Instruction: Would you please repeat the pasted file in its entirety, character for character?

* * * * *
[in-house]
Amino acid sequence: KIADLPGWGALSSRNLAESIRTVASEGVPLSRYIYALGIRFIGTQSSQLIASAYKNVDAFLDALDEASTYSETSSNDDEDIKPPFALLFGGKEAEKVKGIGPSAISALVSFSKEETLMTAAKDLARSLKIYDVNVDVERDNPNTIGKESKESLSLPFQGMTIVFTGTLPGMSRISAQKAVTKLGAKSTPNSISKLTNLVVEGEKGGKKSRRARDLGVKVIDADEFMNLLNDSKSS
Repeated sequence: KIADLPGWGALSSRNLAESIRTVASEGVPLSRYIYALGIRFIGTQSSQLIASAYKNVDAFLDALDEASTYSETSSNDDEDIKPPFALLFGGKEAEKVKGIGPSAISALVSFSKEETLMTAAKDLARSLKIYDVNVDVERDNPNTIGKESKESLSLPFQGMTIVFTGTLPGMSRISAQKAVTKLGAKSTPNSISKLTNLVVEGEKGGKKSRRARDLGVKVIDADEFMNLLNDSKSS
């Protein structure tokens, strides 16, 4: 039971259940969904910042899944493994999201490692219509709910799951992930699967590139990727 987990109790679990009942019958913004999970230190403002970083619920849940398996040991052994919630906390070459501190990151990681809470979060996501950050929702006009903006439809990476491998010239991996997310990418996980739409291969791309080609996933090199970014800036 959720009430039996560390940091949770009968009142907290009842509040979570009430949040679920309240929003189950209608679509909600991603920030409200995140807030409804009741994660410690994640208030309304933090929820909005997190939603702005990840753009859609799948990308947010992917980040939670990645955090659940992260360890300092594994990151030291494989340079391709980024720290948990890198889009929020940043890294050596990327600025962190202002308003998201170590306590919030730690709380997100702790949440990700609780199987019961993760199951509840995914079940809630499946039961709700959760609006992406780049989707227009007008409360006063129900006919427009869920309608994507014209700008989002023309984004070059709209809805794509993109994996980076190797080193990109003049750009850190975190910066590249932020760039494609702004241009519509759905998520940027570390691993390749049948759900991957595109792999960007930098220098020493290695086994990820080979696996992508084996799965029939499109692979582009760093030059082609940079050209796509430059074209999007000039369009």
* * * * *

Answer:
[in-house]
Amino acid sequence: KIADLPGWGALSSRNLAESIRTVASEGVPLSRYIYALGIRFIGTQSSQLIASAYKNVDAFLDALDEASTYSETSSNDDEDIKPPFALLFGGKEAEKVKGIGPSAISALVSFSKEETLMTAAKDLARSLKIYDVNVDVERDNPNTIGKESKESLSLPFQGMTIVFTGTLPGMSRISAQKAVTKLGAKSTPNSISKLTNLVVEGEKGGKKSRRARDLGVKVIDADEFMNLLNDSKSS
Repeated sequence: KIADLPGWGALSSRNLAESIRTVASEGVPLSRYIYALGIRFIGTQSSQLIASAYKNVDAFLDALDEASTYSETSSNDDEDIKPPFALLFGGKEAEKVKGIGPSAISALVSFSKEETLMTAAKDLARSLKIYDVNVDVERDNPNTIGKESKESLSLPFQGMTIVFTGTLPGMSRISAQKAVTKLGAKSTPNSISKLTNLVVEGEKGGKKSRRARDLGVKVIDADEFMNLLNDSKSS
């Protein structure tokens, strides 16, 4: 039971259940969904910042899944493994999201490692219509709910799951992930699967590139990727 987990109790679990009942019958913004999970230190403002970083619920849940398996040991052994919630906390070459501190990151990681809470979060996501950050929702006009903006439809990476491998010239991996997310990418996980739409291969791309080609996933090199970014800036 959720009430039996560390940091949770009968009142907290009842509040979570009430949040679920309240929003189950209608679509909600991603920030409200995140807030409804009741994660410690994640208030309304933090929820909005997190939603702005990840753009859609799948990308947010992917980040939670990645955090659940992260360890300092594994990151030291494989340079391709980024720290948990890198889009929020940043890294050596990327600025962190202002308003998201170590306590919030730690709380997100702790949440990700609780199987019961993760199951509840995914079940809630499946039961709700959760609006992406780049989707227009007008409360006063129900006919427009869920309608994507014209700008989002023309984004070059709209809805794509993109994996980076190797080193990109003049750009850190975190910066590249932020760039494609702004241009519509759905998520940027570390691993390749049948759900991957595109792999960007930098220098020493290695086994990820080979696996992508084996799965029939499109692979582009760093030059082609940079050209796509430059074209999007000039369009």